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yantabulla
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« Reply #15 on: October 23, 2011, 03:47:08 AM »

G'day Bernsad,

That depends.  There might be a bit of drift.  If one hive has a problem & the others rob it out then disease can spread.  

If one hive has AFB then they can all be exposed. AFB is the worst case scenario. Other diseases are manageable but still a pain in the arse.

I'm speaking from experience.  I lost all of my 8 hives to AFB in August.  I didn't pick it up early enough in the autumn & it was right through them in the spring.

Failing to identify it early was my fault.  I am a lot wiser now.

I don't know how they picked it up. Possibly from robbing out a hive in the scrub around my property.  Looking back a lot of the practices that I used could have aided the spread eg putting extracted stickies back into any hive.  

Allowing bees free access to honey in the open is a bad practice & I have never done it.

Unless you have more than one apiary you should try to minimise the intermingling of hive parts & material between those hives.

Bernsad, with the greatest of respect to our American friends & particularly JP you should consult the several reliable sources available in OZ.  In particular the QLD & NSW DPI websites.  Forums should not be the only source of your information.

Both of these sites have heaps of reliable info.

http://www.dpi.qld.gov.au/27_124.htm

http://www.dpi.nsw.gov.au/agriculture/livestock/honey-bees

There may be info more relevant to Victoria however you can chase that up.  I'm a cane toad living in NSW so I'l stick with those states.

Good Luck

Yanta
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Michael Bush
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« Reply #16 on: October 23, 2011, 11:56:52 AM »

Pretend it's syrup and feed however you would feed syrup.
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bernsad
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« Reply #17 on: October 24, 2011, 06:02:51 AM »

G'day Bernsad,

That depends.  There might be a bit of drift.  If one hive has a problem & the others rob it out then disease can spread.  

If one hive has AFB then they can all be exposed. AFB is the worst case scenario. Other diseases are manageable but still a pain in the arse.

I'm speaking from experience.  I lost all of my 8 hives to AFB in August.  I didn't pick it up early enough in the autumn & it was right through them in the spring.

Failing to identify it early was my fault.  I am a lot wiser now.

I don't know how they picked it up. Possibly from robbing out a hive in the scrub around my property.  Looking back a lot of the practices that I used could have aided the spread eg putting extracted stickies back into any hive.  

Allowing bees free access to honey in the open is a bad practice & I have never done it.

Unless you have more than one apiary you should try to minimise the intermingling of hive parts & material between those hives.

Bernsad, with the greatest of respect to our American friends & particularly JP you should consult the several reliable sources available in OZ.  In particular the QLD & NSW DPI websites.  Forums should not be the only source of your information.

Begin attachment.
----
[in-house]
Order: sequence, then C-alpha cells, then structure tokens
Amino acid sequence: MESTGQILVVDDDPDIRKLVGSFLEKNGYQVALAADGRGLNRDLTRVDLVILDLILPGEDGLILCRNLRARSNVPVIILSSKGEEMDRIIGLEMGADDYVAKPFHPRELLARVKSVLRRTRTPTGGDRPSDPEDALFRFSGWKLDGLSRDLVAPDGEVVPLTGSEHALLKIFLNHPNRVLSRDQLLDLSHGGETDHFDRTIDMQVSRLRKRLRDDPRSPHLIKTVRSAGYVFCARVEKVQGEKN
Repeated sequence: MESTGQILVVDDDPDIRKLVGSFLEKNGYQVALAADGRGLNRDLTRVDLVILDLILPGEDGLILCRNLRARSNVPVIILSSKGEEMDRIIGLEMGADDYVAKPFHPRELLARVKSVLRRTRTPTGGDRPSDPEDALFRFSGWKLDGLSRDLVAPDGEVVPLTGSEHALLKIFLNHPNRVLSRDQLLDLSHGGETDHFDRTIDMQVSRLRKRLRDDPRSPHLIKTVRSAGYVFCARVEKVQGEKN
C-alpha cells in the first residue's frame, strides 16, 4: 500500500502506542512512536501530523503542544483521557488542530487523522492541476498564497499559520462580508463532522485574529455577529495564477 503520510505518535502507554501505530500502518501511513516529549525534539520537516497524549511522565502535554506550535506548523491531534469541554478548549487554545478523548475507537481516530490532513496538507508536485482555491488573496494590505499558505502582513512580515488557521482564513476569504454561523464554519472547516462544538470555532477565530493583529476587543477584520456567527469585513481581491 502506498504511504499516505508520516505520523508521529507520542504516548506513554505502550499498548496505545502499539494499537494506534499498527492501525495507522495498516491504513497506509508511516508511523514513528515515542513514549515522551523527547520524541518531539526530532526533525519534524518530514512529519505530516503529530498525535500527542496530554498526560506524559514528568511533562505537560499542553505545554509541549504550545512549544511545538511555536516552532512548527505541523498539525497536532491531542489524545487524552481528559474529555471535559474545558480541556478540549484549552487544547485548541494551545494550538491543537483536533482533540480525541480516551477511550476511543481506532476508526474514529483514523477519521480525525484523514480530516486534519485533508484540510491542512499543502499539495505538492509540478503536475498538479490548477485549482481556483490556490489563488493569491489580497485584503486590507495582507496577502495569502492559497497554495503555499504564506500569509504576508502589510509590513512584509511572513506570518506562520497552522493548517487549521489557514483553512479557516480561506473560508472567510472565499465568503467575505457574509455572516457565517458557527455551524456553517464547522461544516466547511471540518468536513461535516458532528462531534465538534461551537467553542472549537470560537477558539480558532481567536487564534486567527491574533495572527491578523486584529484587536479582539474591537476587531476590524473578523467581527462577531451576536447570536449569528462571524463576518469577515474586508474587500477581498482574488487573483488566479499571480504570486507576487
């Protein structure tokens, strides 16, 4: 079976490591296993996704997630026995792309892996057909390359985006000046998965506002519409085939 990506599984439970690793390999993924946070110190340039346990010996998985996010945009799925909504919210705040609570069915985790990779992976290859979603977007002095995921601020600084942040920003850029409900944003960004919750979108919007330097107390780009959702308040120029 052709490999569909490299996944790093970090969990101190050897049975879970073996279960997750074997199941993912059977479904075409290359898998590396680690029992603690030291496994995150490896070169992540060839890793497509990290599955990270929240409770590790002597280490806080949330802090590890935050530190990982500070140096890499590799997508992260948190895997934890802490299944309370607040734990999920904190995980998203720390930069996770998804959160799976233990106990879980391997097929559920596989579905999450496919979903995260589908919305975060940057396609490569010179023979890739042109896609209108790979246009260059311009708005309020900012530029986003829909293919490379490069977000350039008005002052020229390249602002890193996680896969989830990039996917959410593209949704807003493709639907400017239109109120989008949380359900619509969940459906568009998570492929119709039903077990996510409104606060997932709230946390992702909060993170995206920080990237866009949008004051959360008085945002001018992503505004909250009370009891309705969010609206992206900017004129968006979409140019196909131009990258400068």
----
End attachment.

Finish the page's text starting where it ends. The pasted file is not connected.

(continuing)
Both of these sites have heaps of reliable info.

http://www.dpi.qld.gov.au/27_124.htm

http://www.dpi.nsw.gov.au/agriculture/livestock/honey-bees

There may be info more relevant to Victoria however you can chase that up.  I'm a cane toad living in NSW so I'l stick with those states.

Good Luck

Yanta


Hi Yanta,

Thanks for all the info, I'm trying to lean towards local knowledge when I can get it just because it will be a little more relevant to my situation and I mean no disrespect to our overseas beeks as I'm getting lots of good info/ideas from them also.

Sorry to hear about your AFB problem, are you back on your feet with bees now? Do you only return your stickies to the hive they came from or what do you do with them now? Does that mean that you never interchange frames between hives now?

Don't think I've been on the QLD DPI site yet though I've been looking at Vic. and NSW.

Appreciate the help.
Regards,
bernsad
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yantabulla
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« Reply #18 on: October 25, 2011, 02:20:50 AM »

G'day Bersad,

As a matter of fact I just picked up two nucs last night.  It is good to have bees on the place again.

I'll be pretty careful until I'm sure that I'm running a disease free apiary.

The general aim would be to set up a barrier system. If I only had two hives & certainly wouldn't swap frames except in an emergency eg no queen.

Say for example I was consistently disease free.  If I had 10 hives I could treat it like two apiaries of five & only interchange between those five hives or any other combination you want.  It depends on the risks you are prepared to take.  I don't want to loose all of my ives again.

I'll be playing it safe for a while because I still have no idea where the AFB originated from.

There is information about barrier systems on the NSW DPI website if you dig deep enough.

Good luck

Yanta
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bernsad
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« Reply #19 on: October 25, 2011, 06:19:13 AM »

Barrier systems? Righto I'll look that up. Thanks for all the help Yanta.